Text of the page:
The world will value you as much as you value yourself
Thinking big is as easy as not thinking. All that one has to do is to dream and think big and act. That is the starting point to be ‘big’.
If you have read David J Schwartz’s ‘The Magic of Thinking Big’, you would have realised that you always wanted to be ‘big’ but never thought and acted seriously on the lines. It is all thinking and putting your thoughts into action with the zeal of a warrior in a battle field. Somewhere in your mind, there has to be a reminder that tells you when you feel you are ‘down’ that nothing is impossible provided you promise yourself that you can and will.
Schwatrz tells you of a case study of young job aspirants: “The thing I understand is why should young people these days be so ultra-conservative, so narrow in their view of the future? Every day there are more signs of expanding opportunities.”
And yet, they hardly go beyond the ordinary and the easily-possible bid. What is wrong? Is it our education system or our culture; or the rot of the system we live in that stands in our way of thinking big? Maybe, all put together. But a winner brushes aside these factors.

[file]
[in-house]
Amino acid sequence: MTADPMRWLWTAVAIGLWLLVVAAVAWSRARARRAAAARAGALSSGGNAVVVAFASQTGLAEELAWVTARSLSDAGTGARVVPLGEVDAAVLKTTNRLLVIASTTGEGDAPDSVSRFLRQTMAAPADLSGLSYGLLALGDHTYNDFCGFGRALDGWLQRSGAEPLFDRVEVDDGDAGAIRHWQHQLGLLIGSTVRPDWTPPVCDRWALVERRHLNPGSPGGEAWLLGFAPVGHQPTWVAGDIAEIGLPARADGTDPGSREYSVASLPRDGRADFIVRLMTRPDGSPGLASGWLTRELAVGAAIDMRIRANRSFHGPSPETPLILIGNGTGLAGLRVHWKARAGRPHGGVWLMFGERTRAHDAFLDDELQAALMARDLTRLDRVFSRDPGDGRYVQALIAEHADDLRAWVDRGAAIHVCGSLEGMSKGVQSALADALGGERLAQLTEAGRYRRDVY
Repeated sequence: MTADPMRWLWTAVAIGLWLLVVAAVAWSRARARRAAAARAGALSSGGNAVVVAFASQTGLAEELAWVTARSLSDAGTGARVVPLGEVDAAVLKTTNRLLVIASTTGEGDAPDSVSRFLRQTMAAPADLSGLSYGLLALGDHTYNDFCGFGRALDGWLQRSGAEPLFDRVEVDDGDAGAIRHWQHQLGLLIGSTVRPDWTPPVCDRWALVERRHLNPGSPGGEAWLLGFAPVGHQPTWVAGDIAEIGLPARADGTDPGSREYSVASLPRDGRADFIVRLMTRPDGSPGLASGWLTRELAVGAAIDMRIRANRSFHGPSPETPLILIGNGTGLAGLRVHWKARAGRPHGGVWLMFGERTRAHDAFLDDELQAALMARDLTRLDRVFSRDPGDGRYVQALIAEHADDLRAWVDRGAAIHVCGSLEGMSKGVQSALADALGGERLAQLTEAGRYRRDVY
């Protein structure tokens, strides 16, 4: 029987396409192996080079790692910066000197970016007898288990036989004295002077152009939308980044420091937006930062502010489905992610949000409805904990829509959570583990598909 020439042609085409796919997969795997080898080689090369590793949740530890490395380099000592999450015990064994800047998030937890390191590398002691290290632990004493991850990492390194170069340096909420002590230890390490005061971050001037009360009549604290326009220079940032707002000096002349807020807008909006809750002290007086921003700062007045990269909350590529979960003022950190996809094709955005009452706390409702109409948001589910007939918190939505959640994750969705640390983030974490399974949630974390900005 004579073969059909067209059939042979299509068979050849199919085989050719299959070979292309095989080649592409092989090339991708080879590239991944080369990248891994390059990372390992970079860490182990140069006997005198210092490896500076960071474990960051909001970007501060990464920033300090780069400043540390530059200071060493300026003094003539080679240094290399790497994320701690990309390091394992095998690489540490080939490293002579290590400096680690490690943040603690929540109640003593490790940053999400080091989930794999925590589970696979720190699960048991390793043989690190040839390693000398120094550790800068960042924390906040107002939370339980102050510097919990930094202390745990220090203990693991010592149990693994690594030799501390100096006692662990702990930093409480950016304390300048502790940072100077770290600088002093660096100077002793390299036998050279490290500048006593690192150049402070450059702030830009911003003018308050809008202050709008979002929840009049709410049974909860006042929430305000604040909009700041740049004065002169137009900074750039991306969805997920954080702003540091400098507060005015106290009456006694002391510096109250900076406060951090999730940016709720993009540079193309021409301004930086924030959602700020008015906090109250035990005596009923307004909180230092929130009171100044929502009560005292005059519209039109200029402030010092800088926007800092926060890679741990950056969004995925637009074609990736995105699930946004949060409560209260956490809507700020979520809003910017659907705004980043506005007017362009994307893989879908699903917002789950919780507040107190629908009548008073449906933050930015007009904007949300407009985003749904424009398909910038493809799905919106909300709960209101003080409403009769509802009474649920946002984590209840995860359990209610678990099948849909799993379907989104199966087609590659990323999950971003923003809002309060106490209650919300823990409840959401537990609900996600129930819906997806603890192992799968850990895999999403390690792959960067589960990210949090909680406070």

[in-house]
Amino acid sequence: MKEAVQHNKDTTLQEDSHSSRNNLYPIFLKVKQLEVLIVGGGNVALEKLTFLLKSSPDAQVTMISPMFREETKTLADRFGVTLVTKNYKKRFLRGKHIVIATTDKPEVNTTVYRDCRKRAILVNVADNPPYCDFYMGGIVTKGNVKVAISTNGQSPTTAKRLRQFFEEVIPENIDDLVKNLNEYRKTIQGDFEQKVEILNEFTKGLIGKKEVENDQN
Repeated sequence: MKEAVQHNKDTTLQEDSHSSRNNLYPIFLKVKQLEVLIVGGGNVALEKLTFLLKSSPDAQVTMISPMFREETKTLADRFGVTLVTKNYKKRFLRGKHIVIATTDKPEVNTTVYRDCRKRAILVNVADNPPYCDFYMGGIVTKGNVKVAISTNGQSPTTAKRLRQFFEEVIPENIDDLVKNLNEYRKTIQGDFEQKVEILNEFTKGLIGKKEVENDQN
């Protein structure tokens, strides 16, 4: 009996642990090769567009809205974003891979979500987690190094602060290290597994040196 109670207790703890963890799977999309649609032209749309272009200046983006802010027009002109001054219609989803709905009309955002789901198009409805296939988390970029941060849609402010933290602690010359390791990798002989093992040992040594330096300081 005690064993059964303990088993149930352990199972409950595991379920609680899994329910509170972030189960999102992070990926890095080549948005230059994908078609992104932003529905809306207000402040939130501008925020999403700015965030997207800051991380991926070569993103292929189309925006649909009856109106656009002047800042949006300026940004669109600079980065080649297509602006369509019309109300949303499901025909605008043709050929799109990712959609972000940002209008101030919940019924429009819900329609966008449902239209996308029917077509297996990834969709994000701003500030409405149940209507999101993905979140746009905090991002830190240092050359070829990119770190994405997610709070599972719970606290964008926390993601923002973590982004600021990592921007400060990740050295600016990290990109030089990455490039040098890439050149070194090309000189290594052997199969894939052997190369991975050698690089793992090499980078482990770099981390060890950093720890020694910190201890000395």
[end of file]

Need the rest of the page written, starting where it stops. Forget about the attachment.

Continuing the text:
Schwartz says the greatest human weakness is self-deprecation – selling oneself short. We think small and hence remain small. We see on the other side a picture opposite of what it actually is. In other words, we are living in a self-deceiving world all the time. We assume we can’t and hence we can’t and remain failures in life.
When philosophers tell you to ‘Know thyself’, you are quick in listing your faults, shortcomings and inadequacies. That makes you feel ’small’ and incompetent for any challenging job.
One must always find out one’s assets and value them. You will always be greater than what you are you think; but your own devaluation of yourself makes you small not only for yourself but for others as well. Remember, nobody will value you beyond what you value yourself. You will be what you think you are.
The sign of a great man is in putting/seeing the same thing/scenario in a different perspective. While the ’small thinker” would say, “Sorry folks, we have failed because it was too tough for us.” But one who thinks big, as Schwartz says, will say, “Here is an approach that will work.” And that is the winning way.